The Equal-i-zer is a bit more work to do up the weight bars than the Dual Cam but an electric tongue jack takes the sweat out of that job. Dual Cam seems to have higher centering force, but that is just my perception from following another trailer equipped with dual cam in the same cross winds.

We did upgrade to a Hensley after almost 3 years with the Equal-i-zer but not because we were unhappy with its sway performance - its the way you could feel the hitch working inside the tow vehicle that continued to make our youngest car sic, but only when towing the big trailer.

The Reese Dual Cam can also be retro fitted to the Curt round weight distribution bar should you go that route but I will let other members who have done this upgrade talk you through it.

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Old 04-17-2009, 07:19 PM   #5
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Quote:
Originally Posted by syoungblood View Post
We are new to towing a large trailer and will be using a weight distribution hitch for the first time in our camping lives. Our dealer is going to install and set it up with the delivery of our new trailer. The question is...which one do you campers here suggest.

The dealer recommended a Curt with seperate sway control set up. He also could do the "Equalizer brand". I like the Equalizer because the sway is integrated and there is not a seperate bar. But the dealer said that their experience is that the Curt set up works better because the bars have pivot points and are not fixed welds. He said this gives a better ride and works better on bumpy / pot holed roads.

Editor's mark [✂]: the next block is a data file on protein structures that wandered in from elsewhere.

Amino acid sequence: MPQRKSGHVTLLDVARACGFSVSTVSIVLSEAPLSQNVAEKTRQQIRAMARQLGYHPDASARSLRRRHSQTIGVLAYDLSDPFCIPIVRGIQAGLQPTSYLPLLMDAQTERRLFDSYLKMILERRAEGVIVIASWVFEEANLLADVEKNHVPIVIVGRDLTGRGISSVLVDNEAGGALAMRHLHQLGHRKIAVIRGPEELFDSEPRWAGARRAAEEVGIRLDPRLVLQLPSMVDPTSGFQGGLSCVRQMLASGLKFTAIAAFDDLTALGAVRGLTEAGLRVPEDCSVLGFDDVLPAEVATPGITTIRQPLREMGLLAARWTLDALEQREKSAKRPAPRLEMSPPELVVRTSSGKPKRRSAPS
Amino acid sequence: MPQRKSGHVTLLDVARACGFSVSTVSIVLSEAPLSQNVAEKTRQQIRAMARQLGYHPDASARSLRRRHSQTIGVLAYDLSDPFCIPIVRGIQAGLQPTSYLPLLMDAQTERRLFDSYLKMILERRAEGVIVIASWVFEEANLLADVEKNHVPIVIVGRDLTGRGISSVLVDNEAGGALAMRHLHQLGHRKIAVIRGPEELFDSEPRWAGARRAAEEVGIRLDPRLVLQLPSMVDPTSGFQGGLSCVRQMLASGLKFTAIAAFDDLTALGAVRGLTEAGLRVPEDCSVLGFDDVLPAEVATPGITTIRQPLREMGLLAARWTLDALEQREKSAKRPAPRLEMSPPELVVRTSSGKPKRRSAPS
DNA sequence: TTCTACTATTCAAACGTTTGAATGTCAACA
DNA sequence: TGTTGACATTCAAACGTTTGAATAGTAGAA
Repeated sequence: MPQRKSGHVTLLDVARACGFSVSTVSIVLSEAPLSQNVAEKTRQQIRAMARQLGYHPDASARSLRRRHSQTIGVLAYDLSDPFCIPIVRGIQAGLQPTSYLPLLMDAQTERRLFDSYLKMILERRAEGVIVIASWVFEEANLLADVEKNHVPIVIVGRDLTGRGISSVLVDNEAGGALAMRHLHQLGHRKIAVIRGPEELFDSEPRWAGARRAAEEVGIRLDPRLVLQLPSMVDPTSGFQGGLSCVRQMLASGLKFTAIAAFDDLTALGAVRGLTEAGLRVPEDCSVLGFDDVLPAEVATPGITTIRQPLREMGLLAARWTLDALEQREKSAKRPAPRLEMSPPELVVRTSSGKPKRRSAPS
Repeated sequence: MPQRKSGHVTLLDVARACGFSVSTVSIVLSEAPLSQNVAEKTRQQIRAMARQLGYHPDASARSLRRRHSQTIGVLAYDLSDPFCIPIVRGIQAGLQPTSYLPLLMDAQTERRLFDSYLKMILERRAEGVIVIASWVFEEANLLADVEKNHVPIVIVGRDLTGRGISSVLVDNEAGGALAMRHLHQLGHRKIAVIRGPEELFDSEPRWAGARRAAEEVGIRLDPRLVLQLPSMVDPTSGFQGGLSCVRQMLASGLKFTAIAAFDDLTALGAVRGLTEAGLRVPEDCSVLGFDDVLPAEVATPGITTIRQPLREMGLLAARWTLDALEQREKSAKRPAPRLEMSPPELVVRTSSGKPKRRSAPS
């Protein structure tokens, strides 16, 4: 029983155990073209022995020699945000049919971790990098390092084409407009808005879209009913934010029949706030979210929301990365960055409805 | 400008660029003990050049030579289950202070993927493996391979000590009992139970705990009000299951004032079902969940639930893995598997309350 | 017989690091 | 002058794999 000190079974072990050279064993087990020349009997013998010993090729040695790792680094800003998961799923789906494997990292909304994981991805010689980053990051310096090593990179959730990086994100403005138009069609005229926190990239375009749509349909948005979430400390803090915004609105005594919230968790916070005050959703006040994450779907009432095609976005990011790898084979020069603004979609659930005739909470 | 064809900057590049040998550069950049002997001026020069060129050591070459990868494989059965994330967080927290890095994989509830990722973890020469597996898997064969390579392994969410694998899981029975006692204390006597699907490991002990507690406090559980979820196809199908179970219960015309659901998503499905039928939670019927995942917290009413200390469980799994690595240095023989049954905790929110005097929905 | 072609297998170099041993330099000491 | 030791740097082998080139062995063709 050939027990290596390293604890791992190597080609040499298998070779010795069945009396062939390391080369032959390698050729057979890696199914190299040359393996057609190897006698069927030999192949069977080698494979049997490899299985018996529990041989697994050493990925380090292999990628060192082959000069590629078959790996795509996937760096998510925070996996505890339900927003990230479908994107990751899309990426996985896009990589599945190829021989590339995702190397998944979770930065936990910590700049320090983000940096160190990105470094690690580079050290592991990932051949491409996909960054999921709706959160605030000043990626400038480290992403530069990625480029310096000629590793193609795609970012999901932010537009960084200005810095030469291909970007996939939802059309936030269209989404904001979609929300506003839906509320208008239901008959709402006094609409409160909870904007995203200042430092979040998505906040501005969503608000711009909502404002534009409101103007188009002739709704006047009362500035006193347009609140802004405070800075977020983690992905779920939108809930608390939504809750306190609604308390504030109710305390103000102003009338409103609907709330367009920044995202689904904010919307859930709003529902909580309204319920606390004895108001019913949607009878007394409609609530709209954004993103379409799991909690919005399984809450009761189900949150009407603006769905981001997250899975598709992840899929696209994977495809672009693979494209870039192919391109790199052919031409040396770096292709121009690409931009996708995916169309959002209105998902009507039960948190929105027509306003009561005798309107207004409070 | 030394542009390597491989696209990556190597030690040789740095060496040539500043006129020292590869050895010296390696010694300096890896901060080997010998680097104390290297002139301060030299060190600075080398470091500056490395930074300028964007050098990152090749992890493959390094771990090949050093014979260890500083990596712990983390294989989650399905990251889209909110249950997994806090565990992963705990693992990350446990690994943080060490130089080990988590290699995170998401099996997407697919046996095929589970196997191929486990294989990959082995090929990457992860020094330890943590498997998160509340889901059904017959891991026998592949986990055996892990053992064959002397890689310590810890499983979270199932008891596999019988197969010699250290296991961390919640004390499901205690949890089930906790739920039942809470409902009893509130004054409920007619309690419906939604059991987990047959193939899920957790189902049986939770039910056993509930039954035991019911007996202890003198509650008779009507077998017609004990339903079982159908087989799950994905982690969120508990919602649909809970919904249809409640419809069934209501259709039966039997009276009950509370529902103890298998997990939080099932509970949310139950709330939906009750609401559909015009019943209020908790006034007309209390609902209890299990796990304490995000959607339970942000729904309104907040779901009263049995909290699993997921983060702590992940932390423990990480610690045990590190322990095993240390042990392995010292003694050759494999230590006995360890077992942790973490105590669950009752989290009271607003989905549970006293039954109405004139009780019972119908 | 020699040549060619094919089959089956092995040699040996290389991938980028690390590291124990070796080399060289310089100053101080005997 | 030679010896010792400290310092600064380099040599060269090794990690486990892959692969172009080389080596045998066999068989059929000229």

What is the experience / opinion of the experts here? The new unit is a 2009 32 foot Puma. Dry weight is 6800lbs and gvwr is 9600lbs. We are towing with a 2008 Tundra crew Max with a 10,200lb tow rating. I would really appreciate any guidance for those here.
One word of caution, I have hauled horse trailers and used both the equalizer bars with the T shaped head and the J shaped head, and I can tell you that the J shaped head can unlock itself if you turn tight. I came home one time dragging a bar.
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Old 04-23-2009, 12:55 PM   #6
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I saw it mentioned in one post, but since you are pulling such a long pull-behind trailer, you might want to at least check out the Hensley.

http://www.hensleymfg.com/

It is expensive, but lots of people (including myself) think that it is worth the money.

I do know two people who pull 32'+ towables with the Equalizer and they have not had a problem that I am aware of.

It all comes down to personal preference. We had the standard bars and chains for a while. Once we switched to the Hensley Arrow, we have been totally satisfied for 7+ years.

Good luck with the new trailer.

Rodney